Jarry Baker is sitting in Chez Josephine in New York, talking about his dead mother, a subject that makes him visibly uncomfortable. Although it is still morning and the air-conditioned room is cold, Baker's cheeks are flushed and his hands are trembling.
"She was too possessive," he says. "We weren't allowed to develop the way we wanted to." He knew he was gay by the time he was seven or eight. When Jari was 15, Baker caught him in the bathtub with another boy. She called together the family, reprimanded him in front of everyone else and sent him to live with his father in Buenos Aires. She was afraid that he could infect his brothers.
Josephine Baker -- the bisexual revue star, darling of gays and drag queens, civil rights activist -- banished her son because he loved men.
When asked whether he has forgiven her, Jarry Baker waves his hand dismissively and says: "Yes, who cares. She didn't want us to grow. Maybe she was afraid that we would out-grow her." At times he seems almost thankful for having been rejected by his mother. "It was like being liberated."
Caught in Baker's Shadow
In New York, restaurateur Jean-Claude Baker gave him a job and a place to stay. Most of all, Jarry was now living somewhere where he could openly kiss his lover on the street. He doesn't mind working in the restaurant, says Baker. In fact, he says, he is pleased that the owner is preserving Josephine's memory.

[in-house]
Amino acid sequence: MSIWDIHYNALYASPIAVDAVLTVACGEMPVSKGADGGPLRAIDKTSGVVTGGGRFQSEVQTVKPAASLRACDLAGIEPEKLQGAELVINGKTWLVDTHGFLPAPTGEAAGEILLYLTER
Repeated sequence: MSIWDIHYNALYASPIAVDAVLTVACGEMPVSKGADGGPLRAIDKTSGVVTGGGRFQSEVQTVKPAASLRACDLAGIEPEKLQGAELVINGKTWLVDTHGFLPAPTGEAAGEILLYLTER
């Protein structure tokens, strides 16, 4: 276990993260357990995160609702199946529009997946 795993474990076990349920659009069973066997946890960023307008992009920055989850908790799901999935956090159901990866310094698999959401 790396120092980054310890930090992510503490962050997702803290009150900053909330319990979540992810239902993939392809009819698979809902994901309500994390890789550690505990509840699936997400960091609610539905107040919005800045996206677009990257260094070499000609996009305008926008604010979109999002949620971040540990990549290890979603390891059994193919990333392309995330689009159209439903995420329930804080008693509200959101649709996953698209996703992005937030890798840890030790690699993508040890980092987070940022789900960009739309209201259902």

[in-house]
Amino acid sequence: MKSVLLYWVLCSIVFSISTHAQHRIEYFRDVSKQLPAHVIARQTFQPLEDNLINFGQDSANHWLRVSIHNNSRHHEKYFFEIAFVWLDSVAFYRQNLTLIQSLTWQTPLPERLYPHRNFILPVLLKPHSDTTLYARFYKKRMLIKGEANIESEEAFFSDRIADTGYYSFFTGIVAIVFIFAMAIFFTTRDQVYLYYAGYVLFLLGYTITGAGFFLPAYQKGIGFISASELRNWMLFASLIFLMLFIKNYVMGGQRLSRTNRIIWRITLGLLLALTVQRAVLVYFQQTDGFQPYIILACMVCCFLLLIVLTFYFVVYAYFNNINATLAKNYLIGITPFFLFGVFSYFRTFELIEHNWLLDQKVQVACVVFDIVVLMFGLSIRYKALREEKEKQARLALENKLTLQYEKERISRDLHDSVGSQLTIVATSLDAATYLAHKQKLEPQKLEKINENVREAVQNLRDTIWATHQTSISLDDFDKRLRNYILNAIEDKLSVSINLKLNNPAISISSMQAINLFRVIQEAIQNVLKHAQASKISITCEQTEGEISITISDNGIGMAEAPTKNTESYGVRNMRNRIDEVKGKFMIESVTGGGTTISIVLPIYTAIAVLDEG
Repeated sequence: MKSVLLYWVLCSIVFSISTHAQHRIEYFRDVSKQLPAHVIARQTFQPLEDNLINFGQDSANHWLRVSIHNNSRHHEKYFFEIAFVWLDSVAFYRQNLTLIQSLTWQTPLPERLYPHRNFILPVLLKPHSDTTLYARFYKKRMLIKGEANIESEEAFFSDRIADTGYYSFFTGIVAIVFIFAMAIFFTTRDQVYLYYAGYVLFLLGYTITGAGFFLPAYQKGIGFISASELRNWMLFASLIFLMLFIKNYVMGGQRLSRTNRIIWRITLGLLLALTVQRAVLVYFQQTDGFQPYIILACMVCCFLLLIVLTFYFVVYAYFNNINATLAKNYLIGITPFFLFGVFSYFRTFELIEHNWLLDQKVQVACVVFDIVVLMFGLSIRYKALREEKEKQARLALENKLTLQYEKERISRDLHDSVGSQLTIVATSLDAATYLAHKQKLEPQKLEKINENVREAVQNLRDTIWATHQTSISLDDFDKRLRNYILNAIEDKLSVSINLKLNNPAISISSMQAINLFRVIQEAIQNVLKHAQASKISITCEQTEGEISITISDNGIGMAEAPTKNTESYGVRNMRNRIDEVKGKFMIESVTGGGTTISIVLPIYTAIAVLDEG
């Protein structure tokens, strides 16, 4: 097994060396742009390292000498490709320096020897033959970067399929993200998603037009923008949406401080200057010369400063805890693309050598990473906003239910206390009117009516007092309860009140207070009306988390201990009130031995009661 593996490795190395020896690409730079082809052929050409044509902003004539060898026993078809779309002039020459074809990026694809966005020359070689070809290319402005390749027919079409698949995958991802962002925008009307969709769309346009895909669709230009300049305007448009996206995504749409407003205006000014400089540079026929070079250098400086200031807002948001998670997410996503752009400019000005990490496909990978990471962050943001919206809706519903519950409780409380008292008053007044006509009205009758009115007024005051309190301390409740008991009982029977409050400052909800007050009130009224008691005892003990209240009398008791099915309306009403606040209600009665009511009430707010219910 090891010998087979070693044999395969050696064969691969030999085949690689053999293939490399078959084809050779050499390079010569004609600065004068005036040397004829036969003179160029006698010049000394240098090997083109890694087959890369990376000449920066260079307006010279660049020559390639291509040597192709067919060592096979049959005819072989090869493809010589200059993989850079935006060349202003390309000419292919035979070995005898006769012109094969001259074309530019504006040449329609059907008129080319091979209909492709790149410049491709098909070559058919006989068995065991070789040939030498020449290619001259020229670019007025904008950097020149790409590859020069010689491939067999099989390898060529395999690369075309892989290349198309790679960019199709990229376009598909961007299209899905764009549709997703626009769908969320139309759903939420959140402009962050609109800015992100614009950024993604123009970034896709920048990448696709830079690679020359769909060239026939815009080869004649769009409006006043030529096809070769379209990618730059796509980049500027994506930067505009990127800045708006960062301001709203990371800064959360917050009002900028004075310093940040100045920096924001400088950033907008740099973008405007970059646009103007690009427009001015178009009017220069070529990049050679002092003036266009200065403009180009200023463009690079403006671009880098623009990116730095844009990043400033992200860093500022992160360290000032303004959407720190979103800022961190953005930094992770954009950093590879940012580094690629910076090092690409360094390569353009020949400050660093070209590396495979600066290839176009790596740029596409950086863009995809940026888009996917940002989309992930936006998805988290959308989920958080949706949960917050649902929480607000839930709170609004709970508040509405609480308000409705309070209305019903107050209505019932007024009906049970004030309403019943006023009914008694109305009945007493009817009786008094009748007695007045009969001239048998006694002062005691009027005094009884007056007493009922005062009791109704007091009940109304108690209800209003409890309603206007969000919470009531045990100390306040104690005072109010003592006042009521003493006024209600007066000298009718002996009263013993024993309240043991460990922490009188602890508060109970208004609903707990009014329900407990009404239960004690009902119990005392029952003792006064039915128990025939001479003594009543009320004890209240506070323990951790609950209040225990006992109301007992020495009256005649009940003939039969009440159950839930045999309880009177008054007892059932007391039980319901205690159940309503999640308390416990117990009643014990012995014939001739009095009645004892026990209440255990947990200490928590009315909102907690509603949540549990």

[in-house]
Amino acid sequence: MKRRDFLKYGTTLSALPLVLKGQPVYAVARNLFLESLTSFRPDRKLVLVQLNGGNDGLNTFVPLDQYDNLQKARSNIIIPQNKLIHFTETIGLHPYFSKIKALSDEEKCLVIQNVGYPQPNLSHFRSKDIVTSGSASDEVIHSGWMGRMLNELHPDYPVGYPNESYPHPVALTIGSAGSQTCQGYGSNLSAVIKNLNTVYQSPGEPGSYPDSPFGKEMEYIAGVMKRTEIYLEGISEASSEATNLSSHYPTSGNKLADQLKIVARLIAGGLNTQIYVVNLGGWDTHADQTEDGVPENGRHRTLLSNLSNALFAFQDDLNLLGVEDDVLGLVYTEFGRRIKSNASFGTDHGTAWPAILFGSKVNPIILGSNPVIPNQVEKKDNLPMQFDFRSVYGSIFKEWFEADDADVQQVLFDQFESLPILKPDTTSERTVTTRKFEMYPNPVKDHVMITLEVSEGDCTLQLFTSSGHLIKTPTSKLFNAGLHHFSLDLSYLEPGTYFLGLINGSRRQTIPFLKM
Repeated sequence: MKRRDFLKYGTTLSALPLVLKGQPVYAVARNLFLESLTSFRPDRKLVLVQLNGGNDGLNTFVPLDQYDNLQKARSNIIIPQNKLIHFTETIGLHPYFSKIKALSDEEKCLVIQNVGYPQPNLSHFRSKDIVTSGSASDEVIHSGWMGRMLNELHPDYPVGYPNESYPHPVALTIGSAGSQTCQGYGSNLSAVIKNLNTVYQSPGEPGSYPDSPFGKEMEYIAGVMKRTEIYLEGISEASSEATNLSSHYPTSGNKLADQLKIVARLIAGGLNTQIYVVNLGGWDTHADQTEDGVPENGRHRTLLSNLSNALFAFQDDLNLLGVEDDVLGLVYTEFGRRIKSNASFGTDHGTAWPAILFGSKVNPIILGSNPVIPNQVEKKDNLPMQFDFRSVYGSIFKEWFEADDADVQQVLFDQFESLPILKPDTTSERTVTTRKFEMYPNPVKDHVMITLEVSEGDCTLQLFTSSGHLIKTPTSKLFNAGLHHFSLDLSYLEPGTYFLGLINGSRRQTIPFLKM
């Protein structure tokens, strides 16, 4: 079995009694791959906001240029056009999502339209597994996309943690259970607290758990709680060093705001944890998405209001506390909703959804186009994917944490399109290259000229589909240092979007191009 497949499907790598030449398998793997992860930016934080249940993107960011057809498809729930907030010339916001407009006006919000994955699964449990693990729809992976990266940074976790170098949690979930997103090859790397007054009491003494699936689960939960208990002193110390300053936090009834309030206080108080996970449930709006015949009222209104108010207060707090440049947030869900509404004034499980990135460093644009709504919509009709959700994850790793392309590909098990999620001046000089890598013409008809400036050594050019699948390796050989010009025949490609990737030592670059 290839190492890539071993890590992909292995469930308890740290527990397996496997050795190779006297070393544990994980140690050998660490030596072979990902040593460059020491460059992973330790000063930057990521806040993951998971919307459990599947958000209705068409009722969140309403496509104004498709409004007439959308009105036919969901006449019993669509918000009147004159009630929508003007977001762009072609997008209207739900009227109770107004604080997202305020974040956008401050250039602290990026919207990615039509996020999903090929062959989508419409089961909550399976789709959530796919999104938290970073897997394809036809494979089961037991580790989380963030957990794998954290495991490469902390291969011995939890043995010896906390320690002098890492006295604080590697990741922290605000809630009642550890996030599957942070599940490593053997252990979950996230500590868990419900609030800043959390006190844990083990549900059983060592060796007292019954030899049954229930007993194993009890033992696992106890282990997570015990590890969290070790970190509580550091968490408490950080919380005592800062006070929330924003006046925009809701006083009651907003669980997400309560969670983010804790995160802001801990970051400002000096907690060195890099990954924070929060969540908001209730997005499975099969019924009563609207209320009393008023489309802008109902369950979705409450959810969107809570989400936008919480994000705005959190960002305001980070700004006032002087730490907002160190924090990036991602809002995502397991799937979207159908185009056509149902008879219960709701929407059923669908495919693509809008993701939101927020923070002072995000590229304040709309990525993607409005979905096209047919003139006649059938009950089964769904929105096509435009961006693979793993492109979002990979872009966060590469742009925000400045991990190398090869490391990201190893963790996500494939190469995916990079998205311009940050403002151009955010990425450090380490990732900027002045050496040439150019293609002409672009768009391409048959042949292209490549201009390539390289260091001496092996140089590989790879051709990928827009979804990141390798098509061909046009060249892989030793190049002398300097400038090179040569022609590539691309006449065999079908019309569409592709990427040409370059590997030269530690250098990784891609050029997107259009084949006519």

Jean-Claude Baker, 66, was one of Josephine's companions -- a gay man, like many of her friends. They performed together in the last years of her life. She called him her 13th child; he took on her name. But the two had a falling-out before her death.
He still lives in her world today. He has named his restaurant after her and decorated it with images of her. He has also written the most detailed biography of Baker to date. Like many who were very close to her, he seems caught in her shadow.
Child of a Rainbow Tribe
On a hot Sunday in July in New York, the city's annual Gay Pride Parade slowly makes its way south along Fifth Avenue. At the front of the parade are lesbians on their Harleys, followed by gay police officers, firefighters and doctors, and above it all flies the rainbow flag, the symbol of the gay and lesbian movement.
Jarry Baker, the child of a rainbow tribe, stands on the sidewalk with a flag in his hand. He likes watching the parade -- not every year, as he did at the start, but once in a while. He watches the floats, listens to the music and waves to the hooting, beaming parade-goers as they pass by.
He doesn't know how much longer he will stay in New York. He says he would like to move to Australia or New Zealand and set up a farm. Then he says that he'd like to return to Argentina. And then, later, he says that he feels very comfortable in Finland, where he has family.
A Finnish journalist tracked down Jarry Baker's mother and his siblings and flew with him to Helsinki. It was 14 years ago. Jarry says that they got along marvelously, and that he felt close to them. He has visited them twice since then. Three visits in 14 years.
The last of the floats pass by. "Those people look so happy," says Jarry Baker, as he stands on the sidewalk, looking down the street at the parade, waving his rainbow flag.